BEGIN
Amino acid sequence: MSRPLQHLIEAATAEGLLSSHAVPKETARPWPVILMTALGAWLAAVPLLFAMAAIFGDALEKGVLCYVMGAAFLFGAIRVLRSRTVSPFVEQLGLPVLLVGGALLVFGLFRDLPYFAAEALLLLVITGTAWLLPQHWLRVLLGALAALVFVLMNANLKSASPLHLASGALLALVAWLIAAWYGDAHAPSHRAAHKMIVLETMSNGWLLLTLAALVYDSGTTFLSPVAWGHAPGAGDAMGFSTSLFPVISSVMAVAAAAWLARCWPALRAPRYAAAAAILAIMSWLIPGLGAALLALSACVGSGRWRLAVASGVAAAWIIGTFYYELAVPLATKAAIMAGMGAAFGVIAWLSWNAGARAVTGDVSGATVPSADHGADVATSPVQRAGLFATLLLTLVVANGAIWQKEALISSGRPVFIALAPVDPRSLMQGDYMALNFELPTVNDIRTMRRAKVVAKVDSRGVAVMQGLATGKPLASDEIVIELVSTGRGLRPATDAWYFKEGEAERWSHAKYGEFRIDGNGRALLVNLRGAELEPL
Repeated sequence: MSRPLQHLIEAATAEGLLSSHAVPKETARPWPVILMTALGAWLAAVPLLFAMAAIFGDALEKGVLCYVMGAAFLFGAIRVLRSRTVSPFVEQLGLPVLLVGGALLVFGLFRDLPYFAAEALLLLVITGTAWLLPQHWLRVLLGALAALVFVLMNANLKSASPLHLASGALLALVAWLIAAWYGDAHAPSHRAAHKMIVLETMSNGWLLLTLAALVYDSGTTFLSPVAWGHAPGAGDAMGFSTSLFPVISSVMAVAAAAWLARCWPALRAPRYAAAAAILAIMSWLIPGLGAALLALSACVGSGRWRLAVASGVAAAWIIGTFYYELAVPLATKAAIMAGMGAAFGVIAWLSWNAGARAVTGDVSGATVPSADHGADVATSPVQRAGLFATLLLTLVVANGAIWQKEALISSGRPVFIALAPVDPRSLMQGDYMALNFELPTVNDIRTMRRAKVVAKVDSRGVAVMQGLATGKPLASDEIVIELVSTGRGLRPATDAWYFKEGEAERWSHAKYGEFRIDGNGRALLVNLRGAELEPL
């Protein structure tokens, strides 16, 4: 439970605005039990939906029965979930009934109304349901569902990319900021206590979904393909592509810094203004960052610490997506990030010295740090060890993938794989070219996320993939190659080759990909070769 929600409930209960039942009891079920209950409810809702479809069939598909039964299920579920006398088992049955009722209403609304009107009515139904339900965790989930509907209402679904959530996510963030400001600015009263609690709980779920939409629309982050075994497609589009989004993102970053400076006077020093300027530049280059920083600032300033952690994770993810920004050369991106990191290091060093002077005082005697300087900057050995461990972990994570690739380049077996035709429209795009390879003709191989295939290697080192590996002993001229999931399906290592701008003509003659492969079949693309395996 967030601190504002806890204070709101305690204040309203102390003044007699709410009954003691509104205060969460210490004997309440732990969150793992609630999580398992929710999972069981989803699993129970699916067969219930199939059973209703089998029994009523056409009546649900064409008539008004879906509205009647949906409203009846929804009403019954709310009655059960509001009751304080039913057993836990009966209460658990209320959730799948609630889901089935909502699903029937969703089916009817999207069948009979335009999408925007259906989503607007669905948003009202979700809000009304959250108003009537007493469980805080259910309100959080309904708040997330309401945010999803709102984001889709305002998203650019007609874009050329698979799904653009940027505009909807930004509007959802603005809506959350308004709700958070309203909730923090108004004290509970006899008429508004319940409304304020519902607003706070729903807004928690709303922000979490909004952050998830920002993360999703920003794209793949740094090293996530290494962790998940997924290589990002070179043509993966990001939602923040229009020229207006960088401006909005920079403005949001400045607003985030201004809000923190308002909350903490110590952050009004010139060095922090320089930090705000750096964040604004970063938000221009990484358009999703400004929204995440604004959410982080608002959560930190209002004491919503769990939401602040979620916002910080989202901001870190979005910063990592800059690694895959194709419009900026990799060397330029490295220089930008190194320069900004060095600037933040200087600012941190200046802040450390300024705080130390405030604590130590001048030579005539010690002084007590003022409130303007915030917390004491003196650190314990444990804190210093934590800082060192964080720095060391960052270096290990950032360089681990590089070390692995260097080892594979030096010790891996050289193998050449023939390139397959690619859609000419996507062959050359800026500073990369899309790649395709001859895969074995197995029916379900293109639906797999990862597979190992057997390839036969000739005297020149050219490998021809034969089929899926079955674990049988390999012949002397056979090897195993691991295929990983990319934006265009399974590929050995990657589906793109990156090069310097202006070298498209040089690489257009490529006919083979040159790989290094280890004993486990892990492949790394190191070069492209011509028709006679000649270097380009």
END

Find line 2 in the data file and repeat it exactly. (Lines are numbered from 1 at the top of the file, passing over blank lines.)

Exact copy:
Repeated sequence: MSRPLQHLIEAATAEGLLSSHAVPKETARPWPVILMTALGAWLAAVPLLFAMAAIFGDALEKGVLCYVMGAAFLFGAIRVLRSRTVSPFVEQLGLPVLLVGGALLVFGLFRDLPYFAAEALLLLVITGTAWLLPQHWLRVLLGALAALVFVLMNANLKSASPLHLASGALLALVAWLIAAWYGDAHAPSHRAAHKMIVLETMSNGWLLLTLAALVYDSGTTFLSPVAWGHAPGAGDAMGFSTSLFPVISSVMAVAAAAWLARCWPALRAPRYAAAAAILAIMSWLIPGLGAALLALSACVGSGRWRLAVASGVAAAWIIGTFYYELAVPLATKAAIMAGMGAAFGVIAWLSWNAGARAVTGDVSGATVPSADHGADVATSPVQRAGLFATLLLTLVVANGAIWQKEALISSGRPVFIALAPVDPRSLMQGDYMALNFELPTVNDIRTMRRAKVVAKVDSRGVAVMQGLATGKPLASDEIVIELVSTGRGLRPATDAWYFKEGEAERWSHAKYGEFRIDGNGRALLVNLRGAELEPL